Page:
You are taking reservations for an airline flight. This particular flight uses an aircraft with 50 first-class seats and 190 economy-class seats.
First-class tickets on the flight cost $600, with demand to purchase them distributed like a Poisson random variable with mean 50. Each passenger who buys a first-class ticket has a 93% chance of showing up for the flight. If a first-class passenger does not show up, he or she can return their unused ticket for a full refund. Any first class passengers who show up for the flight with tickets but are denied boarding are entitled to a full refund plus a $500 inconvenience penalty.
Economy tickets cost $300. Demand for them is Poisson distributed with a mean of 200, and is independent of the demand for first-class tickets. Each ticket holder has a 96% chance of showing up for the flight, and "no shows" are not entitled to any refund. If an economy ticket holder shows up and is denied a seat, however, they get a full refund plus a $200 penalty. If there are free seats in first class and economy is full, economy ticket holders can be seated in first class.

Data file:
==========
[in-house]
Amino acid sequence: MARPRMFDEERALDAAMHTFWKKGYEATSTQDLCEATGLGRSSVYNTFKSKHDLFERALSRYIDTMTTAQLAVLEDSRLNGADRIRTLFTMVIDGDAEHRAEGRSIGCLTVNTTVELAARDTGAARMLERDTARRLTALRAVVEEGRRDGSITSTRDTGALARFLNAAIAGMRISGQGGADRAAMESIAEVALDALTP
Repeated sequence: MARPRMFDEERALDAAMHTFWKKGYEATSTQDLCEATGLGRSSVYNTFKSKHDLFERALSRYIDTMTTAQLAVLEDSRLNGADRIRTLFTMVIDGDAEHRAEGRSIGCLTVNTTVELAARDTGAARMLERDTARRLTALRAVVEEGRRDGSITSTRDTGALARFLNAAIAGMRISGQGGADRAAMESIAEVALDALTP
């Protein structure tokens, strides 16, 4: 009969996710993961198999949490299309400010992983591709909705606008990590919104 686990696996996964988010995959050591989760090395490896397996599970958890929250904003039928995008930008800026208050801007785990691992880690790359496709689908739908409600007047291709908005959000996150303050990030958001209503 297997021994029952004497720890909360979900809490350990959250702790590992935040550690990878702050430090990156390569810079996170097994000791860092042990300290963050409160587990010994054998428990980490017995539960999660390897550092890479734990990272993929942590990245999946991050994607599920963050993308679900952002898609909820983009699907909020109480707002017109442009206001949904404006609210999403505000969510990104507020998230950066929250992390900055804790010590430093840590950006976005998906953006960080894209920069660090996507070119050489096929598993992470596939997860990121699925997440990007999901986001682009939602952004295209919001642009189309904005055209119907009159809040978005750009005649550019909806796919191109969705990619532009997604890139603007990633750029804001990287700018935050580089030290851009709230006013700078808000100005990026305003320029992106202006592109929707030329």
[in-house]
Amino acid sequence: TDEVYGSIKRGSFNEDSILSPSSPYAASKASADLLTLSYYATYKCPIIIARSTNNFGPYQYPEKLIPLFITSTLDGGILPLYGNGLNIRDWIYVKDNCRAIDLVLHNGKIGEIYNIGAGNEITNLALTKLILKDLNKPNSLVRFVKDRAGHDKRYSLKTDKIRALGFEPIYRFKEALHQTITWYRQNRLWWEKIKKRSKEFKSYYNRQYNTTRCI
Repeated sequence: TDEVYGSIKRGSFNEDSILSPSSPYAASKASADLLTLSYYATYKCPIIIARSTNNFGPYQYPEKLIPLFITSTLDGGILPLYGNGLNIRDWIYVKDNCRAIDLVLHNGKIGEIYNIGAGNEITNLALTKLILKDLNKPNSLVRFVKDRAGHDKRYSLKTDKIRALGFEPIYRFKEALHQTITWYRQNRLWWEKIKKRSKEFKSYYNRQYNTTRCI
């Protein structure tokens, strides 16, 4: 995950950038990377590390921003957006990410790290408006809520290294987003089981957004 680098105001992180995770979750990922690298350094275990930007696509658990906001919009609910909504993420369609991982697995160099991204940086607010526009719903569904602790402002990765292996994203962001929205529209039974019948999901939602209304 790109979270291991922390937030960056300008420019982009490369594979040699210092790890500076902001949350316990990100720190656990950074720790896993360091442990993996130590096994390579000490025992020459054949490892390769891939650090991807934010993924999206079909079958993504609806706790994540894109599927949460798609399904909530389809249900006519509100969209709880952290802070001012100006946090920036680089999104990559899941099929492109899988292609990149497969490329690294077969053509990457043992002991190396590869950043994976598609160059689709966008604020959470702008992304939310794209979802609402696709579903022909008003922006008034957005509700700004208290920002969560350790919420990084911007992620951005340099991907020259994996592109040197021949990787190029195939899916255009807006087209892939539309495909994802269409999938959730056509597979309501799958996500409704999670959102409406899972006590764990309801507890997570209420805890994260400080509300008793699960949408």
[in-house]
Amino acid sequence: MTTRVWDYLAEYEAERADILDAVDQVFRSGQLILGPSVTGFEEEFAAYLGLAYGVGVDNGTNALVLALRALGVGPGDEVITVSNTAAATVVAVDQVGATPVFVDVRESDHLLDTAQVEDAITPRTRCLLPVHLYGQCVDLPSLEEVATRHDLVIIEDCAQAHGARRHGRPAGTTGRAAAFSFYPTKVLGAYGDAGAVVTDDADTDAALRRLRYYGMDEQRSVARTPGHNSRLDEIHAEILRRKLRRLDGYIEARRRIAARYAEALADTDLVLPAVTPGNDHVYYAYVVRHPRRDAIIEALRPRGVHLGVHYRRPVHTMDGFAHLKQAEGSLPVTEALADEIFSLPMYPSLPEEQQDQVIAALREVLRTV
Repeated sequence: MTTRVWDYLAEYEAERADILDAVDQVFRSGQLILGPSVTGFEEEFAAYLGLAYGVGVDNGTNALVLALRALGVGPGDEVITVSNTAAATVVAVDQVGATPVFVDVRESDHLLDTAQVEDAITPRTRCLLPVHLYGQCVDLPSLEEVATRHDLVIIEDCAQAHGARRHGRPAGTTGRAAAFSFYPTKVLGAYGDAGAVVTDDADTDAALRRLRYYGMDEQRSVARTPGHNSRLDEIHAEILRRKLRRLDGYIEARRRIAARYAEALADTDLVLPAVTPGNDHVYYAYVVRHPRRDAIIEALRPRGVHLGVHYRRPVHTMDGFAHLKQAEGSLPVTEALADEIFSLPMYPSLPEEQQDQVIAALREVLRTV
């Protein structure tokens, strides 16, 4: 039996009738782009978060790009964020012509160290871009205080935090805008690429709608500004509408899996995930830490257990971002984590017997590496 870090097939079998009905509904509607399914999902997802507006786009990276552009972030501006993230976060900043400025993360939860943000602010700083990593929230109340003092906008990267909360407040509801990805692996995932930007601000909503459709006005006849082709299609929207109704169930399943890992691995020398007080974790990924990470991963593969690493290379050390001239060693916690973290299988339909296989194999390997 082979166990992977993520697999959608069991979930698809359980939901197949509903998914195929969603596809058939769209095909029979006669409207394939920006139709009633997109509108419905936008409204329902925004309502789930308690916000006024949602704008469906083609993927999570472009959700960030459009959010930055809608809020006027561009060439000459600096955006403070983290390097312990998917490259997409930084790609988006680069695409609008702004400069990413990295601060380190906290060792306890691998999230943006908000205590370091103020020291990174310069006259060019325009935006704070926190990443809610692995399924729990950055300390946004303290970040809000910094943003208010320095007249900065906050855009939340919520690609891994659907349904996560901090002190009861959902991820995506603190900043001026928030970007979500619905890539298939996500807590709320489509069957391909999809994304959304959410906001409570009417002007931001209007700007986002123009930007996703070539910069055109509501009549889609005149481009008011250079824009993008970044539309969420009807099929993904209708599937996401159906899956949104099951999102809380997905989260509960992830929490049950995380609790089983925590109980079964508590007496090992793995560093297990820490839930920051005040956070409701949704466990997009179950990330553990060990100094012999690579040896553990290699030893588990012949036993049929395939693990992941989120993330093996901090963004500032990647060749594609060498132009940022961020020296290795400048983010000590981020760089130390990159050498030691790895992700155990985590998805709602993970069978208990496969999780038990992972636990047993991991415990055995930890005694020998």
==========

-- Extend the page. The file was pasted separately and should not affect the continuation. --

The airline allows itself to sell somewhat more tickets than it has seats. This is a common practice called "overbooking". The firm is considering the 18 possible polices obtained through all possible combinations of
Which option gives the highest average profit? What are the average numbers of first-class and economy passengers denied seating under this policy. If no overbooking of first class is allowed, what is the best policy?